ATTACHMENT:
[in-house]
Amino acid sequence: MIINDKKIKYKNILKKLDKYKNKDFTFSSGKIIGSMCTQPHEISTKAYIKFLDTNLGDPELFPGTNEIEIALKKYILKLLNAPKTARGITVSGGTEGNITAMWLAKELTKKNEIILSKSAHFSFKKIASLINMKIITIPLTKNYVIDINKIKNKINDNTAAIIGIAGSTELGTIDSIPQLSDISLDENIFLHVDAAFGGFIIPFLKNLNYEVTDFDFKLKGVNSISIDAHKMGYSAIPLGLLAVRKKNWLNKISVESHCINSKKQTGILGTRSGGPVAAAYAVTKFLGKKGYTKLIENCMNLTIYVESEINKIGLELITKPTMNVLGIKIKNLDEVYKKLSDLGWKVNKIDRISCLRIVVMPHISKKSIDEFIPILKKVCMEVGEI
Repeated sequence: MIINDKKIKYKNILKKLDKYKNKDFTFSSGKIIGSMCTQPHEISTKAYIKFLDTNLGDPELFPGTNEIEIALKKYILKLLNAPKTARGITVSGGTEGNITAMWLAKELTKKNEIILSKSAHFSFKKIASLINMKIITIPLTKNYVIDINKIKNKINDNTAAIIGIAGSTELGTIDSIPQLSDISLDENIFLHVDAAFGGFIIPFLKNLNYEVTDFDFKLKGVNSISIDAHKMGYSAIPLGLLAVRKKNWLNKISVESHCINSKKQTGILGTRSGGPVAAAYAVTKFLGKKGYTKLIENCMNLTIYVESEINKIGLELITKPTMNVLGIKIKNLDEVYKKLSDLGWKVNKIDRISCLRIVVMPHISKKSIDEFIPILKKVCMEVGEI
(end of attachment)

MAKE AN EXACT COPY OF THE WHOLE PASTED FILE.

[in-house]
Amino acid sequence: MIINDKKIKYKNILKKLDKYKNKDFTFSSGKIIGSMCTQPHEISTKAYIKFLDTNLGDPELFPGTNEIEIALKKYILKLLNAPKTARGITVSGGTEGNITAMWLAKELTKKNEIILSKSAHFSFKKIASLINMKIITIPLTKNYVIDINKIKNKINDNTAAIIGIAGSTELGTIDSIPQLSDISLDENIFLHVDAAFGGFIIPFLKNLNYEVTDFDFKLKGVNSISIDAHKMGYSAIPLGLLAVRKKNWLNKISVESHCINSKKQTGILGTRSGGPVAAAYAVTKFLGKKGYTKLIENCMNLTIYVESEINKIGLELITKPTMNVLGIKIKNLDEVYKKLSDLGWKVNKIDRISCLRIVVMPHISKKSIDEFIPILKKVCMEVGEI
Repeated sequence: MIINDKKIKYKNILKKLDKYKNKDFTFSSGKIIGSMCTQPHEISTKAYIKFLDTNLGDPELFPGTNEIEIALKKYILKLLNAPKTARGITVSGGTEGNITAMWLAKELTKKNEIILSKSAHFSFKKIASLINMKIITIPLTKNYVIDINKIKNKINDNTAAIIGIAGSTELGTIDSIPQLSDISLDENIFLHVDAAFGGFIIPFLKNLNYEVTDFDFKLKGVNSISIDAHKMGYSAIPLGLLAVRKKNWLNKISVESHCINSKKQTGILGTRSGGPVAAAYAVTKFLGKKGYTKLIENCMNLTIYVESEINKIGLELITKPTMNVLGIKIKNLDEVYKKLSDLGWKVNKIDRISCLRIVVMPHISKKSIDEFIPILKKVCMEVGEI